How To Test For Candida + Exactly What To Do If You Have It
My 34-year-old patient Margaret was struggling with weight-loss resistance, moodiness, and fatigue—which made her feel pretty miserable. At first I felt puzzled, since Margaret had a good diet, exercised regularly, and seemed to do everything required to maintain a healthy weight.
Then one day she casually mentioned that she craved fruit. For the last seven months, Margaret had been following Weight Watchers, a popular weight-loss program that assigns zero points for fruit. In other words, she could eat all the fruit she wanted and often did. That excess sugar—yes, even in Weight Watchers–approved fresh fruit—fed Margaret’s yeast overgrowth, which caused her to crave more sugar.
A few tests revealed she had candidiasis, a form of yeast-predominant dysbiosis (a gut imbalance between favorable and unfavorable microbes, in this case, an overgrowth of yeast in her gut). While about 20 species of Candida yeasts can create problems, the most common1 is Candida albicans. As a medical doctor who specializes in gut health, I see how Candida and yeast overgrowth triggered by things like chronic stress, sugar overload, or antibiotics can contribute to or exacerbate numerous problems including inflammatory bowel diseases2 and leaky gut3.
Your best protection against yeast overgrowth is a normal acidic stomach pH. Unfortunately, many of my patients use acid-blocking medications, have vagal nerve dysfunction, or have an H. pylori infection—all of which make their stomachs less acidic and create fertile ground for problems like candidiasis.
Candida overgrowth and the toxins secreted by this excess yeast wreak havoc throughout your body, leading to a host of seemingly unrelated symptoms and conditions. Among them include fatigue, mental fog, anxiety, mood swings, muscle and joint pain, itching, histamine intolerance, and rashes. Many patients like Margaret also experience bloating, sugar cravings (for any type of sugar, whether starchy carbs or "healthy" foods like fruit), and abdominal pain.
Is there an accurate test for Candida?
Many candidiasis symptoms overlap with other common health problems, making it difficult to diagnose based on symptoms alone. So while none are perfect, I utilize a few tests to diagnose yeast overgrowth and rule out other culprits when symptoms are too vague or could be caused by more than one source:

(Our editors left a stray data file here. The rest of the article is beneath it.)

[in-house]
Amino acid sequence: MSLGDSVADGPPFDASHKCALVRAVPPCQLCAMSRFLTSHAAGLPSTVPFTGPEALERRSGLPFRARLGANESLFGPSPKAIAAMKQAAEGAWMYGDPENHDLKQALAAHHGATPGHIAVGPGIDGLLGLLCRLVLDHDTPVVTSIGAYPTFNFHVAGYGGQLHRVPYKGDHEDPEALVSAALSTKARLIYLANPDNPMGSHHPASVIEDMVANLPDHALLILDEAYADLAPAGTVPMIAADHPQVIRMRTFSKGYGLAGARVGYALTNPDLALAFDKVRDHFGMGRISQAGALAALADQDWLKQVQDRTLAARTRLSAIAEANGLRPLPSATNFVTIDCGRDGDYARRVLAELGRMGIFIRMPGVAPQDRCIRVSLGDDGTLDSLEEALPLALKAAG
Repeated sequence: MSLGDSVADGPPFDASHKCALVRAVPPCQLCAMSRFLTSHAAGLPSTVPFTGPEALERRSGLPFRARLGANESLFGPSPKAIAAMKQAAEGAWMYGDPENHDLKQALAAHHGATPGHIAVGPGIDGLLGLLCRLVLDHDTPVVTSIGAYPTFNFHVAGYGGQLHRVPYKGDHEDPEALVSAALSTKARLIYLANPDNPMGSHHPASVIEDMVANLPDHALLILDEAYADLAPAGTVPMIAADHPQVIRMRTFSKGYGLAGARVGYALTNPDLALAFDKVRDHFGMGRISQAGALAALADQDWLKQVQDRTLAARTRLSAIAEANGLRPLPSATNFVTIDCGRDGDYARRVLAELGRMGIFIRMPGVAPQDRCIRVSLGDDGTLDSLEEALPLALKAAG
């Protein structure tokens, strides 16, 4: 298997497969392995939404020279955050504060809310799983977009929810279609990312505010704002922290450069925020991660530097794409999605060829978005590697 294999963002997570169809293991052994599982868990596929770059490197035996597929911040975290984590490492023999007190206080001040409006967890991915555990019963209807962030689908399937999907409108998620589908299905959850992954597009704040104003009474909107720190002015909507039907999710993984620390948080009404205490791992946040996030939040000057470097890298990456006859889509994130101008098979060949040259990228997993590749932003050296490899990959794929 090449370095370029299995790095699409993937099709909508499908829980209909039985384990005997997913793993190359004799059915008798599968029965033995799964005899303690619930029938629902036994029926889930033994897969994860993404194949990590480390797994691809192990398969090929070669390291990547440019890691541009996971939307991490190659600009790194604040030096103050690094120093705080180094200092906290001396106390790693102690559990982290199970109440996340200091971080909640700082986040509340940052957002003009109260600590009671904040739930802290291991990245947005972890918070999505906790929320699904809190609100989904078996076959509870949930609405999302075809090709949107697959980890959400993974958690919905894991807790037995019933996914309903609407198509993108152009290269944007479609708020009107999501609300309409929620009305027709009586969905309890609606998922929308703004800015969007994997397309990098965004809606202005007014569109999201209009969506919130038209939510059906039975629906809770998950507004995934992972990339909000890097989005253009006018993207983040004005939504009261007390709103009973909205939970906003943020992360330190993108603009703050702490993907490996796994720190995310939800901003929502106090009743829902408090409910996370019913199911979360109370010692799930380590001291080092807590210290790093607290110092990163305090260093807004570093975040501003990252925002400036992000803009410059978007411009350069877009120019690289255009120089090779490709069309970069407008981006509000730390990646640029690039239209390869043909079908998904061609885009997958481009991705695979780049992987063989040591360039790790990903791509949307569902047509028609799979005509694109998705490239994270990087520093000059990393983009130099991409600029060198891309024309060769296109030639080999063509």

1. Stool testing:
I often do stool testing on my patients via microscopy and culture. Specialty labs can analyze stool for yeast overgrowth.
2. Serum testing:
Just like for food sensitivities, a practitioner can test for IgG, IgM, and IgA antibodies to Candida. Candida immune complexes, which are basically antibody molecules stuck together by Candida antigens or proteins, may also be detected.
3. Candida DNA test:
This is done by polymerase chain reaction (PCR) and is a very sensitive test for the presence of up to five different species of Candida in the bloodstream. While some practitioners use it for candidiasis, this test also shows promise in detecting other overgrowth in yeast dysbiosis.
4. Stool PCR testing:
This test uses DNA amplification to identify microorganisms in your gut, including Candida and anaerobic bacteria previously very difficult to isolate.
5. Microbial organic acids testing:
D-arabinitol is a metabolite of the 5-carbon sugar arabinose that can be detected in the urine. Candida species produce arabitol, which is absorbed and then converted to arabinose by the liver. The kidney secretes the final metabolite. If it’s high, it suggests gut yeast overgrowth.
Like I said, none of these tests are perfect. I normally decide which one(s) to use based on the specific circumstances and the individual patient's symptoms.
So you have Candida, now what?
Just like no test proves comprehensive, eliminating candidiasis will also differ for every patient. Here are the strategies that work well for many patients:
1. Eliminate sneaky sugar sources.
If you have any form of yeast overgrowth, I recommend eliminating sugar—including "healthy" sugars like honey and fruit sugar—for six months or possibly longer. Margaret loved fruit, so I had her switch to low-sugar ones like berries or avocado with no more than two servings daily.
2. Cook with coconut oil.
Caprylic acid is one of three fatty acids in coconut oil (capric acid and lauric acid are the other two). It has antifungal properties that help kill off excess Candida. Don’t believe the recent American Heart Association hype: A few tablespoons of extra-virgin organic coconut oil daily is perfectly healthy. Margaret loved cooked vegetables in coconut oil so she did that regularly, and to get its therapeutic benefits I also had her take caprylic acid as a supplement.